Dr Jack Saunders is a historian of work and workplace culture in post-war Britain. Having previously worked on workplace culture and labour militancy in the British motor industry, he is now a Research Fellow on the University of Warwicks’s ‘Cultural History of the NHS project’. His current research looks at how working for the NHS has shaped the cultural values of health workers, particularly their attitudes towards work, efficiency and productivity.

Both Laura and Jack have been involved with Fighting Against Casualisation in Education (FACE), a network aiming to bring together casualised academic workers involved in struggles around the country, to organise for better labour conditions.
Twitter: @HistoryActs

Saturday, 24 February 2018

1968-2018 A Celebration of 50 years of Resistance, Campaigning and Alternatives for A Better World

1968-2018: A Celebration of 50 years of Resistance, Campaigning and Alternatives for A Better World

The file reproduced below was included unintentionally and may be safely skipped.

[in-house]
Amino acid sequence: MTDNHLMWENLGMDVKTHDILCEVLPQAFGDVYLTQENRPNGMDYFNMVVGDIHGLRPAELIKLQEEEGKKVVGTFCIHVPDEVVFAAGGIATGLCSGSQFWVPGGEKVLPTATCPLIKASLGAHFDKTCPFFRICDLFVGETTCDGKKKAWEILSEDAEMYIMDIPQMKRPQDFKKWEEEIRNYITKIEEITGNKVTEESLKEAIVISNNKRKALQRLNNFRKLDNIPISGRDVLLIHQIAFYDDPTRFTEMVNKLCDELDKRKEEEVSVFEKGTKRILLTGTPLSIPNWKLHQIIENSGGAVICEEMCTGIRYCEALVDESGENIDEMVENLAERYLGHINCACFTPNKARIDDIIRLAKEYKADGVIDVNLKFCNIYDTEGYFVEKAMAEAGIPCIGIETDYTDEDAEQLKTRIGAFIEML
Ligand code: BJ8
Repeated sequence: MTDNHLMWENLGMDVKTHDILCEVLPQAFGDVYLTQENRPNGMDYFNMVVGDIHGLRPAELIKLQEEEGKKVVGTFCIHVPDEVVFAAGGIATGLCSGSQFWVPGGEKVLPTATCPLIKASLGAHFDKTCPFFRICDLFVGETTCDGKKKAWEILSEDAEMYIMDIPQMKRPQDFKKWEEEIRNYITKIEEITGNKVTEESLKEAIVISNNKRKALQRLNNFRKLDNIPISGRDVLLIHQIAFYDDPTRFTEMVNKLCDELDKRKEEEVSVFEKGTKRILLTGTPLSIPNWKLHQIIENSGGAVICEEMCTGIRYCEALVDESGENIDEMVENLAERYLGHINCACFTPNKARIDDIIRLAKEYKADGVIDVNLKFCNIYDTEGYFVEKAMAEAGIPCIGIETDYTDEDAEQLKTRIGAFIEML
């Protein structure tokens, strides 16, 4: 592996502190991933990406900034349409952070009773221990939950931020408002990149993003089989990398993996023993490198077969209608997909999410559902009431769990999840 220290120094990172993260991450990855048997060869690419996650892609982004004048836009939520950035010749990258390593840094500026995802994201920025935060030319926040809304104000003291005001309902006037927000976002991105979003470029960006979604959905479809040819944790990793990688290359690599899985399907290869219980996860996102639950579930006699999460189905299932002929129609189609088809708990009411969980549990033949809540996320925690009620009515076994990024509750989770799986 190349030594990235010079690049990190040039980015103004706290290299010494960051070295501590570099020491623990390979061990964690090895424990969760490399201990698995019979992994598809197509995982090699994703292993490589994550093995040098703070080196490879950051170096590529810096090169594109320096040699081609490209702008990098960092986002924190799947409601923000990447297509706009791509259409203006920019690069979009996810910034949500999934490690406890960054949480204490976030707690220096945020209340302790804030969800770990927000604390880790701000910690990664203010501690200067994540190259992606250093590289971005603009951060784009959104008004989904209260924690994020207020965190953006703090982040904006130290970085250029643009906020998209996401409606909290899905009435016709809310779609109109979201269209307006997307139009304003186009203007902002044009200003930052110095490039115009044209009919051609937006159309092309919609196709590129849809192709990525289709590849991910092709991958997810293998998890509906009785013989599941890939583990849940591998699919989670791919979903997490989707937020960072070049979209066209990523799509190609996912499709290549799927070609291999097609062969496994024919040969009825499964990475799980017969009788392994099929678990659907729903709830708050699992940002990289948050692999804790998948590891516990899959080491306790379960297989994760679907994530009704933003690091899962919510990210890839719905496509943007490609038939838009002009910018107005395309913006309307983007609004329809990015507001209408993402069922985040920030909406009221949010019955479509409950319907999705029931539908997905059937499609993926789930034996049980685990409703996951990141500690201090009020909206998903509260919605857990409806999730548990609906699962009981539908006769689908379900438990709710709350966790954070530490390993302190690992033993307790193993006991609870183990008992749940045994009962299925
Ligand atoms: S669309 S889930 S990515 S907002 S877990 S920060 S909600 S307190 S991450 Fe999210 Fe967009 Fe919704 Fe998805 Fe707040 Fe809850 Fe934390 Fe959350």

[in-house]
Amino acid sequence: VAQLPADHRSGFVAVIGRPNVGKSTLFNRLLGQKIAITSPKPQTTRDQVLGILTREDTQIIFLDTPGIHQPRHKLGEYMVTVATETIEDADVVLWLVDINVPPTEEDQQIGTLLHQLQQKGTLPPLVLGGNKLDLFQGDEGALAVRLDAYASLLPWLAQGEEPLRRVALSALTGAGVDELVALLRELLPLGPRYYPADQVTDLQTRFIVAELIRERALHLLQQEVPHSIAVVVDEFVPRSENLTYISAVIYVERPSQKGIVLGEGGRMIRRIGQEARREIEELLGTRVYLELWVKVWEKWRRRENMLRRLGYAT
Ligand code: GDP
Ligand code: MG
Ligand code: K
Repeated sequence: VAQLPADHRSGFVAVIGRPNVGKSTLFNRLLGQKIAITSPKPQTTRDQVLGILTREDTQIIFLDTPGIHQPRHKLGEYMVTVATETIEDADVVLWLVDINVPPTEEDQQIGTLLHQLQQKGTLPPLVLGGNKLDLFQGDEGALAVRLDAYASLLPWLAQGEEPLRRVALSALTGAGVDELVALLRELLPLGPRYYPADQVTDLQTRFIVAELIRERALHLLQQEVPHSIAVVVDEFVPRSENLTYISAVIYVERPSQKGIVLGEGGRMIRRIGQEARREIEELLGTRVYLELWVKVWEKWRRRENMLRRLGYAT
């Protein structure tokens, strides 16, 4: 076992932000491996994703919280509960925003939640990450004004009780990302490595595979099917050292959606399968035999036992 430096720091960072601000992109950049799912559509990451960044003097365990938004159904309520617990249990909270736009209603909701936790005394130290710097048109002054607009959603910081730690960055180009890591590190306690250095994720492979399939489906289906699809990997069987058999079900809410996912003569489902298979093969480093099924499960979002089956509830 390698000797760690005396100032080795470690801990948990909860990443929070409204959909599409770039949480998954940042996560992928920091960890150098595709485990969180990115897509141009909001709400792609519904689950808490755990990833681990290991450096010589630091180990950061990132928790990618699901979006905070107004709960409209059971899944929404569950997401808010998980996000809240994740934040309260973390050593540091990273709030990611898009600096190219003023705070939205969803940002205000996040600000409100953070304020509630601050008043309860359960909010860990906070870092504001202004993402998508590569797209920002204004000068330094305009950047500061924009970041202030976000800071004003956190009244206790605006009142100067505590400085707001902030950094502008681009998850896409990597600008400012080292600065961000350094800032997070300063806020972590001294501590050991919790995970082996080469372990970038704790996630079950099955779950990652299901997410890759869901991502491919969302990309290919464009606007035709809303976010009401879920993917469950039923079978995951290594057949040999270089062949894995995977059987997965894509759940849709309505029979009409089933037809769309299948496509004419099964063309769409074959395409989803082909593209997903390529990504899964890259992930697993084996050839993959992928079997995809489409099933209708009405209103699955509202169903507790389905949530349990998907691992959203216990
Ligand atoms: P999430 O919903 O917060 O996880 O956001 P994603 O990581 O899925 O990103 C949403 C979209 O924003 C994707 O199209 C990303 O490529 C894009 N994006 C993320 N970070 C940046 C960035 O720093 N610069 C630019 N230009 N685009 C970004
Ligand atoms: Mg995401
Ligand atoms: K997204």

- despite 50 years of police opposition, spying and repression
Sat 7th / Sun 8th July 2018  

Sat 7th: Anniversary Roll Call / Commemoration / Celebration in Grosvenor Square, London W1 @ 1pm - 3pm

Sun 8th: London Gathering and Exhibition

1st to 8th July  -  week of local events and activities around the UK 

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Next planning meeting for the above
Sunday 11th March, 5pm @ Housmans, 5 Caledonian Road, N1 9DX

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In 1968, following demonstrations against the Vietnam War in London's Grosvenor Square, the police set up a Special Demonstration Squad (SDS). Since that time, 50 years ago, over 1,000 groups campaigning in the UK for a better world have been spied on, infiltrated and targeted by political policing. Their protests and demonstrations are also subjected to ongoing police opposition and control to try to limit their effectiveness.